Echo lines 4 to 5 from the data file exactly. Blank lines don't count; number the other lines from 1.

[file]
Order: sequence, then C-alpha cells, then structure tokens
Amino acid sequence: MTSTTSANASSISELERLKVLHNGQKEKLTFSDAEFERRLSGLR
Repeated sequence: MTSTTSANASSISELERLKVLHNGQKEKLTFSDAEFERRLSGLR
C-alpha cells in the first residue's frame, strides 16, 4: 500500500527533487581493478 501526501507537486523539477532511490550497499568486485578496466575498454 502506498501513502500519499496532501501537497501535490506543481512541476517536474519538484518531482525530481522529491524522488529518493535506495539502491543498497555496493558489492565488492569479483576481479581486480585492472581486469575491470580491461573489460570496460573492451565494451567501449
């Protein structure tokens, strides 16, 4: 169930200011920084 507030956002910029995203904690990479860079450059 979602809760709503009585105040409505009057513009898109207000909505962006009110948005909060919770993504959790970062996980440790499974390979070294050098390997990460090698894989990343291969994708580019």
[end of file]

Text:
C-alpha cells in the first residue's frame, strides 16, 4: 500500500527533487581493478 501526501507537486523539477532511490550497499568486485578496466575498454 502506498501513502500519499496532501501537497501535490506543481512541476517536474519538484518531482525530481522529491524522488529518493535506495539502491543498497555496493558489492565488492569479483576481479581486480585492472581486469575491470580491461573489460570496460573492451565494451567501449
């Protein structure tokens, strides 16, 4: 169930200011920084 507030956002910029995203904690990479860079450059 979602809760709503009585105040409505009057513009898109207000909505962006009110948005909060919770993504959790970062996980440790499974390979070294050098390997990460090698894989990343291969994708580019």